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India's healthcare sector largely comprises of hospitals and diagnostics and is pegged to be worth almost USD 145 billion by 2021, clocking a healthy compound annual growth rate of 15%. Key growth drivers are both domestic demand for high-quality tertiary and quaternary care as well as a burgeoning medical tourism industry. Of late, the recent spate of bad loans has opened up new opportunities in an already attractive sector with a number of healthcare entities struggling under the burden of leverage and ripe for a distressed buy-out. We have set out below the top ten issues to look-out for whilst evaluating an investment in India's healthcare sector.

1. Obligations towards the Economically Weaker Sections (EWS)

Certain state-level legislations impose requirement for reservation of free beds for members of the economically weaker sections (EWS) for provision of free treatment/ treatment at highly-subsidized rates. These obligations are typically encountered in situations where there is a government grant of real estate to the hospital operating company with sometimes, the grant documents themselves imposing such requirements. Being a local law issue, the exact modalities vary across states. While generally enforcement is lacking, of late, enforcement appears to have been stepped up with demands for disgorgement of profits made in violation of these obligations. In view of this, it is important to understand the nature of EWS obligations and assess the state of compliance with the same.

2. Medical Negligence

Medical negligence is a necessary hazard in the healthcare sector and a strong consumer protection law provides easy redressal mechanism for families of patients seeking compensation for alleged medical negligence. Cases of professional negligence usually make the hospital operating entity along with the concerned medical professional as parties. As mitigants, the adequacy of professional negligence insurance obtained by individual doctors/ insurance cover procured by the hospital operating entity should be evaluated. Further, this could also lead to reputational issues for the hospital/ individual doctor and result in financial liabilities because of adverse outcomes and impact business, going forward.

3. Contracts/ Arrangements with Key Doctors

The strength of operations is as good as the doctors on the rolls. Often, the consultancy contracts entered into with the doctors do not fully capture the extent of contingent pay-outs and other assurances and promises made to these doctors, since these are often made orally. These aspects become critical to assess the impact operations and profitability of the hospital and determine the quantum of retention spend required to hold onto key doctors by aligning their incentives appropriately. The business teams must familiarize themselves with the contracts of the key doctors who are the main revenue-generators by way of detailed discussions with the existing management. Further, any out-of-contract findings should be reduced to writing to reduce disagreements later.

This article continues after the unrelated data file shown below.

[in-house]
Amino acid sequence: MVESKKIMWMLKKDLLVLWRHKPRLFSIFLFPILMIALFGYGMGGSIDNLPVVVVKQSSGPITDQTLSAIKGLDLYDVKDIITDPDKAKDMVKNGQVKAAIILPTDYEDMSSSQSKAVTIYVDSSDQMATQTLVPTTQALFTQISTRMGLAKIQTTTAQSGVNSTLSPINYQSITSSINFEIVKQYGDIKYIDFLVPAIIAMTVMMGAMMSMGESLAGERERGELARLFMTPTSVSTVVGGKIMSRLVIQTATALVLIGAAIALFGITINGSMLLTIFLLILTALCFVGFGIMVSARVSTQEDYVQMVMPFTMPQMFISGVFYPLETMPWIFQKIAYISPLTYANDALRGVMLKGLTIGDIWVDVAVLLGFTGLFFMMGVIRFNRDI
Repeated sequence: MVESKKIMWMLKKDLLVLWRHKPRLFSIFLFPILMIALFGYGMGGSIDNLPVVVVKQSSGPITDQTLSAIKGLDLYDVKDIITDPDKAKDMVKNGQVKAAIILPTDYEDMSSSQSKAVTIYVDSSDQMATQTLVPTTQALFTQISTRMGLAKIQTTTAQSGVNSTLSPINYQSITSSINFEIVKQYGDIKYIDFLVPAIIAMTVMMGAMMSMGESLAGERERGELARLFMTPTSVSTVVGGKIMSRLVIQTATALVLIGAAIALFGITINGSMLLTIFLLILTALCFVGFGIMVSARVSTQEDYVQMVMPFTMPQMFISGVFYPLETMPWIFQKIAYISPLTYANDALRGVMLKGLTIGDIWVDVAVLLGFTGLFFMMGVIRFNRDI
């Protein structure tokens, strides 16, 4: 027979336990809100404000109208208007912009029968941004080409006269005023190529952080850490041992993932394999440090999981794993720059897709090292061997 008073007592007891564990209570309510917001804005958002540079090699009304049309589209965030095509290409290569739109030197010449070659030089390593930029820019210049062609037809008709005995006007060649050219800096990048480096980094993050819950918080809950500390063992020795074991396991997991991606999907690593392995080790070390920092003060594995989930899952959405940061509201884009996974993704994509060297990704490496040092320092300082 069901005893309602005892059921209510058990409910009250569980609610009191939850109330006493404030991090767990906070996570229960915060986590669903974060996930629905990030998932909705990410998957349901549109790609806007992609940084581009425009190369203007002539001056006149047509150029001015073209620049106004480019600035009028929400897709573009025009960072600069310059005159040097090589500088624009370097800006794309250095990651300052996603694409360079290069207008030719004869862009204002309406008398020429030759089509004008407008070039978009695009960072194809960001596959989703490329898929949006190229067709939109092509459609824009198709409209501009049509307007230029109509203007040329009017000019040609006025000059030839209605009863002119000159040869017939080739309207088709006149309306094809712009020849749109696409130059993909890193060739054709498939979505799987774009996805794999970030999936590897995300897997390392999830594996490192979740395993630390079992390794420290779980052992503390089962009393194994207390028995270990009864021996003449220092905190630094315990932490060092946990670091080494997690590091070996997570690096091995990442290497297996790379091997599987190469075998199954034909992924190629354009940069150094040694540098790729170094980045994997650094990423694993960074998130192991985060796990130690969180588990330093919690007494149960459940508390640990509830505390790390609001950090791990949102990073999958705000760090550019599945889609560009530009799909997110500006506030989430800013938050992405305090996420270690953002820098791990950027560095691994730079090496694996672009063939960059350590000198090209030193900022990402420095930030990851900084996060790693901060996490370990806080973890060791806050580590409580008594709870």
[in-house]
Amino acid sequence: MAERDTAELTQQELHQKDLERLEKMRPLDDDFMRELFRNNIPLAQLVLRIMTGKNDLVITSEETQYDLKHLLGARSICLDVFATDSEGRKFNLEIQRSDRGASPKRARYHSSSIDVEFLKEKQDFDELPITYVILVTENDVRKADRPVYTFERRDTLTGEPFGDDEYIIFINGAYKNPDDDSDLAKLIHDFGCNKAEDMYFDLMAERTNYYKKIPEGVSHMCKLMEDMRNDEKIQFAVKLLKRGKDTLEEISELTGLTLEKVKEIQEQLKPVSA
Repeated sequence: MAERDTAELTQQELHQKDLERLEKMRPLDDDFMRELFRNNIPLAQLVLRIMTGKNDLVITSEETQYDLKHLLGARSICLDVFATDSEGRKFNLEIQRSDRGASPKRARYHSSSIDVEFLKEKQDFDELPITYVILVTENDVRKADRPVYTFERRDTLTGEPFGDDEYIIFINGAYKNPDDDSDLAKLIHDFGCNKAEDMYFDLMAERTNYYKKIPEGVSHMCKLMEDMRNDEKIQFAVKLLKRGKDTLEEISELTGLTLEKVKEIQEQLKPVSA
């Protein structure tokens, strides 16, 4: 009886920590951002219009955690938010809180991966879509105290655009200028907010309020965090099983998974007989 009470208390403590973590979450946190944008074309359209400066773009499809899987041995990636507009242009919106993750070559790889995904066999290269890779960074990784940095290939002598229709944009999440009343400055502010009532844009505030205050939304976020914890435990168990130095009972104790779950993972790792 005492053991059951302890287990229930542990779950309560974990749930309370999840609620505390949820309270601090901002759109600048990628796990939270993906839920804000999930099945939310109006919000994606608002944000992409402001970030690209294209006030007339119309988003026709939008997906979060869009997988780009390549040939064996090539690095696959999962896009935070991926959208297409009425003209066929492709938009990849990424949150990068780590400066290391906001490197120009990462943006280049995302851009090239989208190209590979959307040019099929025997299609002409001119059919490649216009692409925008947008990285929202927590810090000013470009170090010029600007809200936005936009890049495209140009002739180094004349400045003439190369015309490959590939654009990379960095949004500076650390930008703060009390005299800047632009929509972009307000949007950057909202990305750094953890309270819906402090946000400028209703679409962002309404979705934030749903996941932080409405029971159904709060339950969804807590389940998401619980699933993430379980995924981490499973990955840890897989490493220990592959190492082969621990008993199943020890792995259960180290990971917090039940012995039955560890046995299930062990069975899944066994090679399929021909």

4. In-House Pharmacies

In-house pharmacies are common in Indian hospitals, as these not only provide medicines required by in-house but also cater to out-patients and walk-in clients. In terms of the Indian exchange control regulations, foreign investment is permitted up to 51% in multi-brand retail under the government approval route and is subject to several conditions. Accordingly, a majority investment by a foreign investor in a hospital entity operating an in-house pharmacy could create regulatory issues.

5. Real Estate-related Issues

A plethora of permits and consents including no-objection certificates from the concerned fire department and an occupation certificate from the local municipal authorities are required to be obtained and kept current in order for a building to be occupied and run as a hospital. Further, buildings must also comply with zoning regulations that impose requirements where the building is located in a coastal area. A breach of these permits/ regulations can severely impact operations going forward including sealing or shutting down of the hospital. Often, elapse of time itself is no guarantee that the violation has been condoned.

6. Stamp Duty/ Registration